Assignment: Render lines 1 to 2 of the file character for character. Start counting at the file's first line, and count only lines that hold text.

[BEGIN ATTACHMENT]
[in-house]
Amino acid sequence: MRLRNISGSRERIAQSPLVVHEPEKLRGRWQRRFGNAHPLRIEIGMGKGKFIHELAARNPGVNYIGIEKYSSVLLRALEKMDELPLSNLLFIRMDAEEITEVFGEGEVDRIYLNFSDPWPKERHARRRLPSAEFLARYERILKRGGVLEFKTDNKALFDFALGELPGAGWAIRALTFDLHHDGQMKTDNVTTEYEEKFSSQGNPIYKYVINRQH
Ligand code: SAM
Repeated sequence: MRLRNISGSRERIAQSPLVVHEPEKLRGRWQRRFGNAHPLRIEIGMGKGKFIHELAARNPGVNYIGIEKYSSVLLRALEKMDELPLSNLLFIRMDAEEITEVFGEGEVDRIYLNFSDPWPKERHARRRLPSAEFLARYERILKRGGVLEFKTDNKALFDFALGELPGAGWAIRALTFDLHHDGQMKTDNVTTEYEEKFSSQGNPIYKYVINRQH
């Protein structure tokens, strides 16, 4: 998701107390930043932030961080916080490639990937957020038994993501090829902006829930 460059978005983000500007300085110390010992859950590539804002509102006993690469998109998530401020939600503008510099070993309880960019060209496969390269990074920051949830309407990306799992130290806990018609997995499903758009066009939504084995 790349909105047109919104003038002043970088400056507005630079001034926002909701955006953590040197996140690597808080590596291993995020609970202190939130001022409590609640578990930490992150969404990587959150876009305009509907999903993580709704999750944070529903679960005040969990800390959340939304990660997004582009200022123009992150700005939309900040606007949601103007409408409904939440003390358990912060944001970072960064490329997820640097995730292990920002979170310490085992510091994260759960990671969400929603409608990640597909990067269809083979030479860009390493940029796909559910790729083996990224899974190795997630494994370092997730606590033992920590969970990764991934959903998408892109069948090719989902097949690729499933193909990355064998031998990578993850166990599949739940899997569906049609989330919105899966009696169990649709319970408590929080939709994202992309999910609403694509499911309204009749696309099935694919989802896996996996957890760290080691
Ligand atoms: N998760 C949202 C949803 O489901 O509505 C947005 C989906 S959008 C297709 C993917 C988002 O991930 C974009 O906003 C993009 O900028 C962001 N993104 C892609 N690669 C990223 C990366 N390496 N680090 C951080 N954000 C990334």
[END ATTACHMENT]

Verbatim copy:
[in-house]
Amino acid sequence: MRLRNISGSRERIAQSPLVVHEPEKLRGRWQRRFGNAHPLRIEIGMGKGKFIHELAARNPGVNYIGIEKYSSVLLRALEKMDELPLSNLLFIRMDAEEITEVFGEGEVDRIYLNFSDPWPKERHARRRLPSAEFLARYERILKRGGVLEFKTDNKALFDFALGELPGAGWAIRALTFDLHHDGQMKTDNVTTEYEEKFSSQGNPIYKYVINRQH